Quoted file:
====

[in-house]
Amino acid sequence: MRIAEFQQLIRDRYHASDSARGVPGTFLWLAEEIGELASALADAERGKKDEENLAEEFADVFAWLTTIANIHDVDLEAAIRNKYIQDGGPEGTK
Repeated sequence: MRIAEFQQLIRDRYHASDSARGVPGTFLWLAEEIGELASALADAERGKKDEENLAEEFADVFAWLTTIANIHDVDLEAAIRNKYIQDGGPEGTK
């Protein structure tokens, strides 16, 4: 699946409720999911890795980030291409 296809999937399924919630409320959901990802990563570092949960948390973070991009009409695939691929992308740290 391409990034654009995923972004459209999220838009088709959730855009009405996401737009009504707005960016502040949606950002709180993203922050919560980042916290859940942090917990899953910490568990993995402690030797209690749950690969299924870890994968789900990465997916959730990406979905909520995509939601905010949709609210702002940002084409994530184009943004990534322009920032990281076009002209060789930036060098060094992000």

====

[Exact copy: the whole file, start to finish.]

[in-house]
Amino acid sequence: MRIAEFQQLIRDRYHASDSARGVPGTFLWLAEEIGELASALADAERGKKDEENLAEEFADVFAWLTTIANIHDVDLEAAIRNKYIQDGGPEGTK
Repeated sequence: MRIAEFQQLIRDRYHASDSARGVPGTFLWLAEEIGELASALADAERGKKDEENLAEEFADVFAWLTTIANIHDVDLEAAIRNKYIQDGGPEGTK
């Protein structure tokens, strides 16, 4: 699946409720999911890795980030291409 296809999937399924919630409320959901990802990563570092949960948390973070991009009409695939691929992308740290 391409990034654009995923972004459209999220838009088709959730855009009405996401737009009504707005960016502040949606950002709180993203922050919560980042916290859940942090917990899953910490568990993995402690030797209690749950690969299924870890994968789900990465997916959730990406979905909520995509939601905010949709609210702002940002084409994530184009943004990534322009920032990281076009002209060789930036060098060094992000």